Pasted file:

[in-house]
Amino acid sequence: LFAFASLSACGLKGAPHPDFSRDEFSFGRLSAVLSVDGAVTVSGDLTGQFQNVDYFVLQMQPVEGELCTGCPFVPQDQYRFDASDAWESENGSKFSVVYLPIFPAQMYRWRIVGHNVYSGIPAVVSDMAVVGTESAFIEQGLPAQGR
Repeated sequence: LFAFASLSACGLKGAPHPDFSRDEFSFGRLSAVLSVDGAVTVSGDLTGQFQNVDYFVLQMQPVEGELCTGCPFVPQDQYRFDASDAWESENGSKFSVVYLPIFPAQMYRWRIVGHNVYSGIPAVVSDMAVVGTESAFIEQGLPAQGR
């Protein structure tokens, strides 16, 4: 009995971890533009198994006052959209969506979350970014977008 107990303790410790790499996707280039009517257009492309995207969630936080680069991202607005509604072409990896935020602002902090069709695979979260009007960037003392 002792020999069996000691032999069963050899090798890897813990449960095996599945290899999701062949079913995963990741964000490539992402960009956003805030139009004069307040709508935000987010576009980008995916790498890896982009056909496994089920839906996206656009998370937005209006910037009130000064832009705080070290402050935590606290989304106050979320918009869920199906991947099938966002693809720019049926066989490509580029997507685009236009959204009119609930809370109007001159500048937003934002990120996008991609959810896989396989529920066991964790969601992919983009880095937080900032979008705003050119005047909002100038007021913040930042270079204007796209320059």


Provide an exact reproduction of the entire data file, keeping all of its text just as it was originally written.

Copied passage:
[in-house]
Amino acid sequence: LFAFASLSACGLKGAPHPDFSRDEFSFGRLSAVLSVDGAVTVSGDLTGQFQNVDYFVLQMQPVEGELCTGCPFVPQDQYRFDASDAWESENGSKFSVVYLPIFPAQMYRWRIVGHNVYSGIPAVVSDMAVVGTESAFIEQGLPAQGR
Repeated sequence: LFAFASLSACGLKGAPHPDFSRDEFSFGRLSAVLSVDGAVTVSGDLTGQFQNVDYFVLQMQPVEGELCTGCPFVPQDQYRFDASDAWESENGSKFSVVYLPIFPAQMYRWRIVGHNVYSGIPAVVSDMAVVGTESAFIEQGLPAQGR
């Protein structure tokens, strides 16, 4: 009995971890533009198994006052959209969506979350970014977008 107990303790410790790499996707280039009517257009492309995207969630936080680069991202607005509604072409990896935020602002902090069709695979979260009007960037003392 002792020999069996000691032999069963050899090798890897813990449960095996599945290899999701062949079913995963990741964000490539992402960009956003805030139009004069307040709508935000987010576009980008995916790498890896982009056909496994089920839906996206656009998370937005209006910037009130000064832009705080070290402050935590606290989304106050979320918009869920199906991947099938966002693809720019049926066989490509580029997507685009236009959204009119609930809370109007001159500048937003934002990120996008991609959810896989396989529920066991964790969601992919983009880095937080900032979008705003050119005047909002100038007021913040930042270079204007796209320059």